2015 - In Progress
This work is following urban redevelopment of an area in central Belgrade.
Being local you either like this construction endeavour or you hate it, alternatively you might choose not to care about politics.
To rationalize why this photographic project came to be and what is it about presents an elusive task. The fact that I am continuously compelled to observe this affair certainly demands explanation. Maybe my attraction to it comes from fear of history repeating itself, the fact that people running the country now are basically the same as those who were in power during 1990s, the darkest period in modern Serbian history, it certainly stems from my unwillingness to accept doctrine of the authoritarian political and social order, unlike the seeming majority of my fellow citizens. Maybe it is about physical world embodiment of ruling elite’s power and vision and its enchantment for the masses, it certainly is about senseless destruction of key infrastructure and legacy, the turbidity of funding and urban planning.
The definite interpretation will have to be shaped after the final act of this comedy unfolds; unfortunately it is not yet in sight. This project continues.
Since the beginning of the modern era, there were ambitions and plans to bring Belgrade “down to the rivers”. These ambitions sound logical, the city being situated on the confluence of two major Central European waterways. Truth be told, Belgrade was never far from the river banks, centre of the city, back in the day as well as now, is less then kilometre away from either Sava or Danube. The answer to this quest for closeness to the river then could be found when viewed from the other side, as closeness to the centre, where square metre is valued the most.
The specific area that has our attention, on the right bank of the River Sava, remained relatively underdeveloped by today’s standards. Till the mid-19th century this place was marshlands. Along with the advancing industrialisation came the railway and the need for railway station, so the marsh was dried (filled with dirt) and in 1884 the railway station was opened. At the beginning of the 21st century, in the surroundings of the Main Railway Station, one could find Central Bus Station, numerous industrial and warehousing lots, buildings of historical importance that were utilized as hotels, restaurants and cafés as well as dwellings of couple of thousand people, predominantly railway and river shipping workers.
In the last 50 years a handful of redevelopment plans and studies were made, but each one fell through because of the high cost associated with building on inherently unstable soil and dislocating the railway infrastructure. The latest incarnation of redevelopment plan was announced in 2012 as part of election campaign for Serbian Progressive Party (founded and still led by defectors from nationalist far-right Serbian Radical Party while their leader was on trial at International Tribunal in Hague for war crimes/ethnic cleansing). Soon after, these former right wing nationalists came into power by embracing centrist neo-liberal capitalist ideas that secured them funding from the west and were appealing when presented to the impoverished nation.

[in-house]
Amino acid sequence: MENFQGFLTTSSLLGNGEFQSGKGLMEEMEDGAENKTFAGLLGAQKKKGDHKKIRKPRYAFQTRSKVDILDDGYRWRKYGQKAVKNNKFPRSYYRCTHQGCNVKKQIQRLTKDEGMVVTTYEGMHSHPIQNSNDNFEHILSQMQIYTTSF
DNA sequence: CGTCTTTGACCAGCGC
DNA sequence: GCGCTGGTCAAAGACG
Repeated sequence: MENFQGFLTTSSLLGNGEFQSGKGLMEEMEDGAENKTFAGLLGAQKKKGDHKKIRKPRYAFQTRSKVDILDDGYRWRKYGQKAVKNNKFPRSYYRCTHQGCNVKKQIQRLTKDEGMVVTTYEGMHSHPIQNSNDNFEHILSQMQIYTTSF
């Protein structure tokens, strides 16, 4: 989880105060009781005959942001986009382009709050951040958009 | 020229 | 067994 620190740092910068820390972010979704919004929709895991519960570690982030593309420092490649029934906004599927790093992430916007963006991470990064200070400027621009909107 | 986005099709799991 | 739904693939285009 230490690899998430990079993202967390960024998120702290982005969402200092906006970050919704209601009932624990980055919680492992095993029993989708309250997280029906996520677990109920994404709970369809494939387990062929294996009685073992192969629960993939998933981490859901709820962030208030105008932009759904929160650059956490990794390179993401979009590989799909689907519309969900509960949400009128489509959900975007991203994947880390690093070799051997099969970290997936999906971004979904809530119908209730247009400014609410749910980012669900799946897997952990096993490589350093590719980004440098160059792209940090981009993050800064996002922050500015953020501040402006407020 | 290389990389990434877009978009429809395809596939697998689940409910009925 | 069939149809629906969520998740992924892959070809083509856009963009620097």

Now with control of the legislature, the laws could be passed and long-standing regulations could be changed to enable realisation of this project. Belgrade Waterfront is a joint venture between UAE investor and Republic of Serbia, with stake holdings of 68% and 32% respectively. The start-up capital of this enterprise was around 30,000.00EUR but the complete project is valued at over $3.5 billion US, the details of the further funding, beyond the start-up capital, are unavailable to public. There was neither public discussion nor competition regarding urbanistic and architectural planning of this development and its impact on the city with already strained infrastructure.
In the course of last 6 years more than 50km of railway tracks were removed, Main Railway Station was demolished (save the main building), four high-rise residential buildings and a shopping mall were finished, few more residential buildings and tower are in various phases of construction. Numerous access roads and boulevards were built throughout the area with no real benefit to the rest of the city. Not a single pre-redevelopment inhabitable structure remains, raw sewage is still dumped directly into the river in that same area (Belgrade still has no sewage treatment plant), almost no new railway infrastructure has been built to replace what was destroyed and the bus station will soon be removed from the centre of the city.
For establishment politicians talking about this redevelopment is the favourite (if not mandatory) topic, the morale booster for the people. Some of the words they know by heart: “tallest building in [this part of] Europe”, “biggest shopping mall in the region”, “biggest construction site in Europe”. No one cares to fact-check their claims, the handful of media outlets that dare to be critical of the government don’t do it anymore because it would deflect form more pressing issues. While giving a speech on occasion of finishing the first building of the project, president of Serbia, the main contriver of this venture, said: “We have managed to make, from a dump and an eyesore, one of the most beautiful parts [of the whole World*]. Belgrade has finally descended to its rivers.”
* Here I give myself liberty to finish president’s thought, thinking I know by now how he would like his landmark project presented to the public.